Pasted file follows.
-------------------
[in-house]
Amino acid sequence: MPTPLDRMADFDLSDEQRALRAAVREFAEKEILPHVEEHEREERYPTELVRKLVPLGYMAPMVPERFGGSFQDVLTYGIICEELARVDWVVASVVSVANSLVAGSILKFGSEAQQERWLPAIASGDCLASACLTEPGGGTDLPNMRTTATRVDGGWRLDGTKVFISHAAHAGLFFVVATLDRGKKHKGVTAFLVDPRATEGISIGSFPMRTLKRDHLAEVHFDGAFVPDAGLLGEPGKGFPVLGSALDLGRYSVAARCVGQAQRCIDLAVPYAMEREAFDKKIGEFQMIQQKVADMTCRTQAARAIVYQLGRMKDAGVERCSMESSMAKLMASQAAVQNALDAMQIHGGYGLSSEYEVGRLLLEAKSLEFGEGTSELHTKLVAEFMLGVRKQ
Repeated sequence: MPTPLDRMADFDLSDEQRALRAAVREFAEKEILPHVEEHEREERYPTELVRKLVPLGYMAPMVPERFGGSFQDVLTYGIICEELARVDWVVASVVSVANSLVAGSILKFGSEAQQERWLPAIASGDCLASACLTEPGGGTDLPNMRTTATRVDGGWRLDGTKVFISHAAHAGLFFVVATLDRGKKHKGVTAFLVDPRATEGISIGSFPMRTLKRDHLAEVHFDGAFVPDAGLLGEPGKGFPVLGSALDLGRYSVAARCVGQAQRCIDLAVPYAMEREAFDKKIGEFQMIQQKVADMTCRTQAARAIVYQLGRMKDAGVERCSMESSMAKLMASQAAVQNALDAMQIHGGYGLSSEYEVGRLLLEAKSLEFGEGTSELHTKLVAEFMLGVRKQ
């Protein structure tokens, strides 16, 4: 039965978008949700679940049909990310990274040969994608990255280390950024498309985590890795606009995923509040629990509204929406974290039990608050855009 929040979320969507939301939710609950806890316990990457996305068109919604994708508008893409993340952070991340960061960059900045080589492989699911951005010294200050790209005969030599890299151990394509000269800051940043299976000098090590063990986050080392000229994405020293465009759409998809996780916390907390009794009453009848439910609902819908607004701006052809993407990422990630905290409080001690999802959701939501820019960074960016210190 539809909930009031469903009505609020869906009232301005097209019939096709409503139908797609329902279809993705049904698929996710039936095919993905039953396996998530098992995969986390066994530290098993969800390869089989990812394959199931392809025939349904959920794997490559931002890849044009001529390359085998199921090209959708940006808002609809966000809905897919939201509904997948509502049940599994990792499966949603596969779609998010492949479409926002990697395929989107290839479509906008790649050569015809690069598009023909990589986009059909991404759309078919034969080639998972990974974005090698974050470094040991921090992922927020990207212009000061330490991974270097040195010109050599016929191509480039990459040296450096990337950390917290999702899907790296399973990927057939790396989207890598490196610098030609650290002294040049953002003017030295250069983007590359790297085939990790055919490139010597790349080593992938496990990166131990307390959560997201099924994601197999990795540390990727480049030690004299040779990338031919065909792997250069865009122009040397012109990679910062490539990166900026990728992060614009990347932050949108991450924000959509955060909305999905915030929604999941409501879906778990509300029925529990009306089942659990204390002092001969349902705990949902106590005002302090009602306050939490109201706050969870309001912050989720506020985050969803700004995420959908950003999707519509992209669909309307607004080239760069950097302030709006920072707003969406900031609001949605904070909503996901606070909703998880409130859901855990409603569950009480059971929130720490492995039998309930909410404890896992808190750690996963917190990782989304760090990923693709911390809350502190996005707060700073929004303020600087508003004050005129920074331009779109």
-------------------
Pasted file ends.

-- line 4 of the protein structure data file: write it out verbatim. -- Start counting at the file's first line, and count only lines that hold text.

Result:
């Protein structure tokens, strides 16, 4: 039965978008949700679940049909990310990274040969994608990255280390950024498309985590890795606009995923509040629990509204929406974290039990608050855009 929040979320969507939301939710609950806890316990990457996305068109919604994708508008893409993340952070991340960061960059900045080589492989699911951005010294200050790209005969030599890299151990394509000269800051940043299976000098090590063990986050080392000229994405020293465009759409998809996780916390907390009794009453009848439910609902819908607004701006052809993407990422990630905290409080001690999802959701939501820019960074960016210190 539809909930009031469903009505609020869906009232301005097209019939096709409503139908797609329902279809993705049904698929996710039936095919993905039953396996998530098992995969986390066994530290098993969800390869089989990812394959199931392809025939349904959920794997490559931002890849044009001529390359085998199921090209959708940006808002609809966000809905897919939201509904997948509502049940599994990792499966949603596969779609998010492949479409926002990697395929989107290839479509906008790649050569015809690069598009023909990589986009059909991404759309078919034969080639998972990974974005090698974050470094040991921090992922927020990207212009000061330490991974270097040195010109050599016929191509480039990459040296450096990337950390917290999702899907790296399973990927057939790396989207890598490196610098030609650290002294040049953002003017030295250069983007590359790297085939990790055919490139010597790349080593992938496990990166131990307390959560997201099924994601197999990795540390990727480049030690004299040779990338031919065909792997250069865009122009040397012109990679910062490539990166900026990728992060614009990347932050949108991450924000959509955060909305999905915030929604999941409501879906778990509300029925529990009306089942659990204390002092001969349902705990949902106590005002302090009602306050939490109201706050969870309001912050989720506020985050969803700004995420959908950003999707519509992209669909309307607004080239760069950097302030709006920072707003969406900031609001949605904070909503996901606070909703998880409130859901855990409603569950009480059971929130720490492995039998309930909410404890896992808190750690996963917190990782989304760090990923693709911390809350502190996005707060700073929004303020600087508003004050005129920074331009779109």